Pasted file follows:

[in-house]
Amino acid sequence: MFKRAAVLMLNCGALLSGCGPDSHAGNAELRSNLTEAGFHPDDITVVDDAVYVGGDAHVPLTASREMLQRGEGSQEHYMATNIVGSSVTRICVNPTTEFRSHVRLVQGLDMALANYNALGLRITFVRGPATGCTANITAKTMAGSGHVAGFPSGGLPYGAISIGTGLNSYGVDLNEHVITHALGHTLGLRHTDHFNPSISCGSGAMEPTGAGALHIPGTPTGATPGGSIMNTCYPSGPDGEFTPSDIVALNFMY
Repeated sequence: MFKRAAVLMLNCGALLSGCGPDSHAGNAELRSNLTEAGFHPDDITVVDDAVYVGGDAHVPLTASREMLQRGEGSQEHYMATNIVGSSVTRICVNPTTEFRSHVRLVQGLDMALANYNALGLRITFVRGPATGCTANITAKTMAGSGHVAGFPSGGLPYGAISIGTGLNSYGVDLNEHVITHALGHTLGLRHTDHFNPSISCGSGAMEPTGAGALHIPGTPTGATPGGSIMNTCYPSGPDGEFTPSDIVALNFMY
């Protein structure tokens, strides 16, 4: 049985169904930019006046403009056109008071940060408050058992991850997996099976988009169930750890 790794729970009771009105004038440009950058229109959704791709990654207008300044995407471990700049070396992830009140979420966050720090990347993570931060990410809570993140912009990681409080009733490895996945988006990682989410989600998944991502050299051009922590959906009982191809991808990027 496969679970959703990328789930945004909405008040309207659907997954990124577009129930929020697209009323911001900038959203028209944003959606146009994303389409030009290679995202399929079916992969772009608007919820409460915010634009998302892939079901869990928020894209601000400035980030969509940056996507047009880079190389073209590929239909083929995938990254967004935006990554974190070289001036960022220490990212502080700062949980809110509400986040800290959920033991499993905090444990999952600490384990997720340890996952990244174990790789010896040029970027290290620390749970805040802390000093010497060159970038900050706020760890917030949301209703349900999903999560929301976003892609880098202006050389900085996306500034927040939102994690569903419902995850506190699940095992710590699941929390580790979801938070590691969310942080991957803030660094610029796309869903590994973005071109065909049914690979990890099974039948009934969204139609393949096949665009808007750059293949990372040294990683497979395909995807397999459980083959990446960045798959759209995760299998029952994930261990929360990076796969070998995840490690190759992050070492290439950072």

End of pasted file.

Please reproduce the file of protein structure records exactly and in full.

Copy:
[in-house]
Amino acid sequence: MFKRAAVLMLNCGALLSGCGPDSHAGNAELRSNLTEAGFHPDDITVVDDAVYVGGDAHVPLTASREMLQRGEGSQEHYMATNIVGSSVTRICVNPTTEFRSHVRLVQGLDMALANYNALGLRITFVRGPATGCTANITAKTMAGSGHVAGFPSGGLPYGAISIGTGLNSYGVDLNEHVITHALGHTLGLRHTDHFNPSISCGSGAMEPTGAGALHIPGTPTGATPGGSIMNTCYPSGPDGEFTPSDIVALNFMY
Repeated sequence: MFKRAAVLMLNCGALLSGCGPDSHAGNAELRSNLTEAGFHPDDITVVDDAVYVGGDAHVPLTASREMLQRGEGSQEHYMATNIVGSSVTRICVNPTTEFRSHVRLVQGLDMALANYNALGLRITFVRGPATGCTANITAKTMAGSGHVAGFPSGGLPYGAISIGTGLNSYGVDLNEHVITHALGHTLGLRHTDHFNPSISCGSGAMEPTGAGALHIPGTPTGATPGGSIMNTCYPSGPDGEFTPSDIVALNFMY
């Protein structure tokens, strides 16, 4: 049985169904930019006046403009056109008071940060408050058992991850997996099976988009169930750890 790794729970009771009105004038440009950058229109959704791709990654207008300044995407471990700049070396992830009140979420966050720090990347993570931060990410809570993140912009990681409080009733490895996945988006990682989410989600998944991502050299051009922590959906009982191809991808990027 496969679970959703990328789930945004909405008040309207659907997954990124577009129930929020697209009323911001900038959203028209944003959606146009994303389409030009290679995202399929079916992969772009608007919820409460915010634009998302892939079901869990928020894209601000400035980030969509940056996507047009880079190389073209590929239909083929995938990254967004935006990554974190070289001036960022220490990212502080700062949980809110509400986040800290959920033991499993905090444990999952600490384990997720340890996952990244174990790789010896040029970027290290620390749970805040802390000093010497060159970038900050706020760890917030949301209703349900999903999560929301976003892609880098202006050389900085996306500034927040939102994690569903419902995850506190699940095992710590699941929390580790979801938070590691969310942080991957803030660094610029796309869903590994973005071109065909049914690979990890099974039948009934969204139609393949096949665009808007750059293949990372040294990683497979395909995807397999459980083959990446960045798959759209995760299998029952994930261990929360990076796969070998995840490690190759992050070492290439950072």